Annual Report 2017-2018

Looking ahead, getting ready

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2. Linguistic continuity deficit

The lack of the transmission of the french language to children who come from families where at least one parent is francophone explains an important aspect of the demographic evolution of franco-Ontarians.

In Canada, the transmission rate of the French language within couples where only one partner is Francophone (exogamous families) is 31%, while it is 91% in families where both partners share French as a first language (endogamous families). This finding is linked to a growing decrease in the number of endogamous families.

In 2016, less than a third (30.5%) of Francophone families were endogamous, which represents a decrease compared to 2011 and 2006, where that proportion was 31.7% and 33.3%,5 respectively. The only region that saw an increase in the proportion of endogamous families between 2006 and 2016 was Central Ontario. Those regions where exogamy is most common are the Northwest (85.1%), Southwest (84.9%) and Centre (79.8%). On the other hand, regions where exogamy is least common are the Northeast (58.4%) and the East (60.4%).6 By 2028, exogamy should become more common in most parts of Ontario. Given the attraction to English, most of these linguistic transfers will benefit the English-speaking majority.

Table 1
Linguistic Transfer Rates of Francophones to English – 2016 Census
Region Francophone non-immigrant Francophone immigrant
Ontario 46.8% 37.3%
Centre (without Toronto) 72.7% 52.0%
Toronto CMA 64.0% 42.2%
East 34.3% 22.4%
Northeast 42.0% 37.8%
Northwest 68.4% 47.1%
Southwest 77.0% 47.1%

A 2011 survey of households revealed that outside of Quebec, 41% of the population whose first language was French named English as the language they spoke most at home.7 In 2016, that proportion was 45.9% for Ontario. However, Table 1 shows that linguistic transfers to English are less frequent with Francophone immigrants. Similarly, sections of the census with a larger Francophone density, such as Ottawa, Prescott-Russell, Nipissing, Sudbury or Cochrane, tend to speak French at home.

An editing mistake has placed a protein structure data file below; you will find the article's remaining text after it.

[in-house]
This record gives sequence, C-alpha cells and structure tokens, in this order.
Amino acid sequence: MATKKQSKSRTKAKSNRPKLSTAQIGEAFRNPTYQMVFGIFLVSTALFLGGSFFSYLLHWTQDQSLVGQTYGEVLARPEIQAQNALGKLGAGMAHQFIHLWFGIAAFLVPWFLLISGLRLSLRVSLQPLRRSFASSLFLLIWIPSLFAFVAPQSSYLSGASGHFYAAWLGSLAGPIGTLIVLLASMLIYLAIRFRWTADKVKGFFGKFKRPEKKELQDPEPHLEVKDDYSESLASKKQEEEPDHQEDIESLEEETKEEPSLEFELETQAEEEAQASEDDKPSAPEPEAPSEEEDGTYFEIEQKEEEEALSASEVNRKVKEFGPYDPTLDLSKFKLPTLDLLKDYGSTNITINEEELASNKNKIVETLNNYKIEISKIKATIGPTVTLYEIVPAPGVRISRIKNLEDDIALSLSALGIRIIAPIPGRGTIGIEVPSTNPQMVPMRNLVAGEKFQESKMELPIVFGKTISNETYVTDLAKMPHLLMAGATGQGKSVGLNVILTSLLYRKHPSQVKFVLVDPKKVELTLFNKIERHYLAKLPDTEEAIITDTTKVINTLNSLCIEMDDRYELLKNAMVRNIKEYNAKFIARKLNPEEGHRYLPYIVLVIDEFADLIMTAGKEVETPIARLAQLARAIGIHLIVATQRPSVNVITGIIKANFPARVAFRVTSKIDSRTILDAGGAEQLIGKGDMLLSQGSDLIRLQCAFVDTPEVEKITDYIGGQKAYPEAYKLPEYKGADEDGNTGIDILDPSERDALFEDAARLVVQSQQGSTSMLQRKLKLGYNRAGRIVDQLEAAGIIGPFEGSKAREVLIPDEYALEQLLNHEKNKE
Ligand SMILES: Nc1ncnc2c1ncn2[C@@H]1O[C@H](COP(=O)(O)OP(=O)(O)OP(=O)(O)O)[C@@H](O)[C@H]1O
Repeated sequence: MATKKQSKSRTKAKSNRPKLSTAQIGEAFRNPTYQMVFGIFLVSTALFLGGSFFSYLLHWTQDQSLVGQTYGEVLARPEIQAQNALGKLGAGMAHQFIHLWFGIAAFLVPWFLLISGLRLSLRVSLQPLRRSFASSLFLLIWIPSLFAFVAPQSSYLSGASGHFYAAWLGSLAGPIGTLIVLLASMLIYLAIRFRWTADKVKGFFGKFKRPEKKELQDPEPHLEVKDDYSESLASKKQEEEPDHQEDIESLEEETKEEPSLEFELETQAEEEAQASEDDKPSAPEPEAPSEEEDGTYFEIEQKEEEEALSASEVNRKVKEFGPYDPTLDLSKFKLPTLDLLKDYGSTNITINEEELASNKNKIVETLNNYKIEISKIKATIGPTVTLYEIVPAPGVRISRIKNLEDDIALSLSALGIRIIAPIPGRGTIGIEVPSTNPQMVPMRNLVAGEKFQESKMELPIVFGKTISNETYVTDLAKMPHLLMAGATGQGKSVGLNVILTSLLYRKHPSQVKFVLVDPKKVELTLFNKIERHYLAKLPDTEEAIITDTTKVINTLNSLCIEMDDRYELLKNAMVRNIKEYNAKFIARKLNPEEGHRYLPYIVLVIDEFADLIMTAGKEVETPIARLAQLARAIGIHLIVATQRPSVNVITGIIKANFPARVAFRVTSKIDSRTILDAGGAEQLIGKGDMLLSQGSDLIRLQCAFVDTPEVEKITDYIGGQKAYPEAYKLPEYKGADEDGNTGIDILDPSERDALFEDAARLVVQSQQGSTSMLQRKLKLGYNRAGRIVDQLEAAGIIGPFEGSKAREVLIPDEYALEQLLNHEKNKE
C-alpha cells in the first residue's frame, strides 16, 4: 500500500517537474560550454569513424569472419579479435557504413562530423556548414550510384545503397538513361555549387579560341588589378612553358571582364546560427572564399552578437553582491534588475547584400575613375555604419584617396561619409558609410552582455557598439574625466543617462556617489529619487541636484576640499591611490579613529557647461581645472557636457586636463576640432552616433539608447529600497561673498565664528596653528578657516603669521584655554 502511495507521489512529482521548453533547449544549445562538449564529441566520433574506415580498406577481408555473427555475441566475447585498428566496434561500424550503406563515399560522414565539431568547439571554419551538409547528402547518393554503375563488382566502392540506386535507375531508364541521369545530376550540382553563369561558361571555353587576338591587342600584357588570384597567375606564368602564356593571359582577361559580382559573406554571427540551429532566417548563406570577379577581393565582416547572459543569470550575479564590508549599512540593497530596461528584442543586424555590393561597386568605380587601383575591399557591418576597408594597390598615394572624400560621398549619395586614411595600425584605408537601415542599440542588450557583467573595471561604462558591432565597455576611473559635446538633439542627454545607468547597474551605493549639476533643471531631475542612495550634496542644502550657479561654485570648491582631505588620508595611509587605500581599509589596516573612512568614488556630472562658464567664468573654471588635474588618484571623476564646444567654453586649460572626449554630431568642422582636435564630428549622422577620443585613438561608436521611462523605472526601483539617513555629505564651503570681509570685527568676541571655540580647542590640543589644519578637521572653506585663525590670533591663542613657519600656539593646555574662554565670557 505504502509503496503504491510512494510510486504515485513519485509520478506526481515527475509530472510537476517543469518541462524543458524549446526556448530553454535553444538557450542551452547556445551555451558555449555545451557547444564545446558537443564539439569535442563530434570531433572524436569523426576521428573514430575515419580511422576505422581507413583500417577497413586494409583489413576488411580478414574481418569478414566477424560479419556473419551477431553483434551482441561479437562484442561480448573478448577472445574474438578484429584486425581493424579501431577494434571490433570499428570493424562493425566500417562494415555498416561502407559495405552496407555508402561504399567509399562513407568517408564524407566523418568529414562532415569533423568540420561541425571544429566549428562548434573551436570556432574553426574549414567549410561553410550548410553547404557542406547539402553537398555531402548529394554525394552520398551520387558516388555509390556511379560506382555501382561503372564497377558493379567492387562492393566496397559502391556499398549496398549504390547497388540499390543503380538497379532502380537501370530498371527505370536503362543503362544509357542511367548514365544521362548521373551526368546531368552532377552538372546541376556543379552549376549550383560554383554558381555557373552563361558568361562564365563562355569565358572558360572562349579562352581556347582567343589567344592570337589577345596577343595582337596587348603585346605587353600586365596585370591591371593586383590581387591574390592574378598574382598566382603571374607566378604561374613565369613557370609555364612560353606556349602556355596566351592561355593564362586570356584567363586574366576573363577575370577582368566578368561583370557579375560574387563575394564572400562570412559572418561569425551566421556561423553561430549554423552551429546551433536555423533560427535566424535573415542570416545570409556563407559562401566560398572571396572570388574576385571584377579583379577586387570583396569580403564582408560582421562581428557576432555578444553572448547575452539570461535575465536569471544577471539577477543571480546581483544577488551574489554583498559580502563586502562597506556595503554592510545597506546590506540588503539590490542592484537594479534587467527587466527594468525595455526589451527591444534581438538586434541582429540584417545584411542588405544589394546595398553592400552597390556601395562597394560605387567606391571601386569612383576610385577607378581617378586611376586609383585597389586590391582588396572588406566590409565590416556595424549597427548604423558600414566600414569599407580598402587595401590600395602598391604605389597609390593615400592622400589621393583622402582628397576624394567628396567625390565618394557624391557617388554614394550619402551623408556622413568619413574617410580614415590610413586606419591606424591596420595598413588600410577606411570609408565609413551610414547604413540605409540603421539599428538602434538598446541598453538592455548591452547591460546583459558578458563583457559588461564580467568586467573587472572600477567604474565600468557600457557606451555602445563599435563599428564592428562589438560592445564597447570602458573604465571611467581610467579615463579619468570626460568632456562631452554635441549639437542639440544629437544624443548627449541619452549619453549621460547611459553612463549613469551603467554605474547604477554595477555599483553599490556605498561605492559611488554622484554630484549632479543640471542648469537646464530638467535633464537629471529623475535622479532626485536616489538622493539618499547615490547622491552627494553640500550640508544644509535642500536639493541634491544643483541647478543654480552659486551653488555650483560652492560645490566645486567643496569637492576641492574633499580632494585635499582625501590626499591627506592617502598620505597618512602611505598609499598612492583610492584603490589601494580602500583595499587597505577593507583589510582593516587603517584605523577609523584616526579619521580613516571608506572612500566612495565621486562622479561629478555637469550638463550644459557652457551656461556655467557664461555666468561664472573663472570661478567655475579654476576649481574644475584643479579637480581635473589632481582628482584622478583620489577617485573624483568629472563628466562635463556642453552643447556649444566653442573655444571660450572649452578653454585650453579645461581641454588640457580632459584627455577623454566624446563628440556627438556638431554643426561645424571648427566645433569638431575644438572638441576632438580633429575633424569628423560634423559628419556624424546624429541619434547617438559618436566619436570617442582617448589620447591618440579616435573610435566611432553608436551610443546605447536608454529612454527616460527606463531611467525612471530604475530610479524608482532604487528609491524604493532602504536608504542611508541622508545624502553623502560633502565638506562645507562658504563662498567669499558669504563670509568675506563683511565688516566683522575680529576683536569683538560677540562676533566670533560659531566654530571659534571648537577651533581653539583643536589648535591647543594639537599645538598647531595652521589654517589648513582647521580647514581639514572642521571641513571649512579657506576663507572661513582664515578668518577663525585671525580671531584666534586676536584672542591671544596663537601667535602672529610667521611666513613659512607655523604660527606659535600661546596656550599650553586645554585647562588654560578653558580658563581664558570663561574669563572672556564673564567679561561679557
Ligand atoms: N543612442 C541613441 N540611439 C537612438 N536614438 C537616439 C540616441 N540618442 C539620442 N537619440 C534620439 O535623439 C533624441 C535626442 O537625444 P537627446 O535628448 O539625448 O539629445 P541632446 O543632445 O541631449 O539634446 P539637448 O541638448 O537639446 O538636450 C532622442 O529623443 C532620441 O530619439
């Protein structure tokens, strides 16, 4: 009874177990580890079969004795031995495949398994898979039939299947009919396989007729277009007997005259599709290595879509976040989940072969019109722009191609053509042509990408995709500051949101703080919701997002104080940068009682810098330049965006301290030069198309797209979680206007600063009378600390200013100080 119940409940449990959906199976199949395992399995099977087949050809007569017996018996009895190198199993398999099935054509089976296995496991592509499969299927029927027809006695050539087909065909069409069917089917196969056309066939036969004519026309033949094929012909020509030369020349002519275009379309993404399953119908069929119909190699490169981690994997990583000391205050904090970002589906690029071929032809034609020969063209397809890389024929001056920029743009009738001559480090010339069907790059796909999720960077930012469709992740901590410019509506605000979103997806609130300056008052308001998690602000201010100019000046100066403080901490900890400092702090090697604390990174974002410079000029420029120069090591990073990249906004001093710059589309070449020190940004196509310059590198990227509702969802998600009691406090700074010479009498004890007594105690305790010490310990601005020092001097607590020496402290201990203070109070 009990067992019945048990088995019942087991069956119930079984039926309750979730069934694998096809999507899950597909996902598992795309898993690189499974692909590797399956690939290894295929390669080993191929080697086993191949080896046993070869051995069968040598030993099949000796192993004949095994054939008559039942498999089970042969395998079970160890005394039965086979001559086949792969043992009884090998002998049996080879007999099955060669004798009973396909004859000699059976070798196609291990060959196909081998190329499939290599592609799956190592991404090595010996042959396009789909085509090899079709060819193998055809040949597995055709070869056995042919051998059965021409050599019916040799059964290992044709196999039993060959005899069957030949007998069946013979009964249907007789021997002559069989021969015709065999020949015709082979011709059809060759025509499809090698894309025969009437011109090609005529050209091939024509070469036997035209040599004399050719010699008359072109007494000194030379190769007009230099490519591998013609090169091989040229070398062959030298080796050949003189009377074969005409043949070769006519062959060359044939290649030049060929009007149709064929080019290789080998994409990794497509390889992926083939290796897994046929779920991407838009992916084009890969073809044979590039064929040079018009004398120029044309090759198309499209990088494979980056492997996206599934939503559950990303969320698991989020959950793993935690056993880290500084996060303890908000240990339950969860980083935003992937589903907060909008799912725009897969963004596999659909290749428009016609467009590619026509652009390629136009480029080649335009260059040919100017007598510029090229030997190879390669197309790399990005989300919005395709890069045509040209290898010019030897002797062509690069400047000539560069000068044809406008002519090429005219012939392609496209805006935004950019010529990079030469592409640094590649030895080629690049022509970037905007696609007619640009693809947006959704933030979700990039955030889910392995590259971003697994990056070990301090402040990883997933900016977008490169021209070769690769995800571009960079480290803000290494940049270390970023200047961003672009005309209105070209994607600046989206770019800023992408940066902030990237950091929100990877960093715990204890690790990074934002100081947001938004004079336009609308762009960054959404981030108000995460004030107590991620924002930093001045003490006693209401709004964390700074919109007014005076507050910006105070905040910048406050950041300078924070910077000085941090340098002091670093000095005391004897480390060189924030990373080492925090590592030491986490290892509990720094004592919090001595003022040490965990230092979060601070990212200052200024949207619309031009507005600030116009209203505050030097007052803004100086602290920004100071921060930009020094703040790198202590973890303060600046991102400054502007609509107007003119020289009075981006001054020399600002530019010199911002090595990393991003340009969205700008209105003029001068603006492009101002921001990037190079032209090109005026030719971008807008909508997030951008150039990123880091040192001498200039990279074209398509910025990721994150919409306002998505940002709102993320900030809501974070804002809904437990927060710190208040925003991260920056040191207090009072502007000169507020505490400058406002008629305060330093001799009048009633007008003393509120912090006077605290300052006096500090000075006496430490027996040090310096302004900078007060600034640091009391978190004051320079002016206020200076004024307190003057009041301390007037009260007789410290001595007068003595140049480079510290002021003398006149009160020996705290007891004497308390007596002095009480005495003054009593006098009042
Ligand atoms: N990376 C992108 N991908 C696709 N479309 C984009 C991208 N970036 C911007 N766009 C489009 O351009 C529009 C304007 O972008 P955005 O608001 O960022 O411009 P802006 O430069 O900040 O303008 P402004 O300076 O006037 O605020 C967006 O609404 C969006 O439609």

Trends related to the linguistic mobility of a population involve many factors, some of which are cultural, such as the pull exerted by the English language, or the scope, visibility and equal quality of the French-language education continuum. In every case, these trends weigh heavily, and there is a high probability that this linguistic mobility toward English will continue or even increase until 2028.

Chart 3

  1. Data obtained from the Office of Francophone Affairs in January 2018. Profile of the Francophone Population in Ontario – 2016. p.14.
  2. Morency Jean-Dominique, Éric Caron-Malenfant and Samuel Macisaa, Immigration and Diversity: Population Projections for Canada and its Regions, 2011 to 2036 by the Demosim Team, Statistics Canada, 2017, p. 143.
  3. Mireille Vézina and René Houle, “La transmission de la langue française au sein des familles exogames et endogames francophones au Canada”, Cahiers québécois de démographie. 43 (2), 2014, p 399-437.

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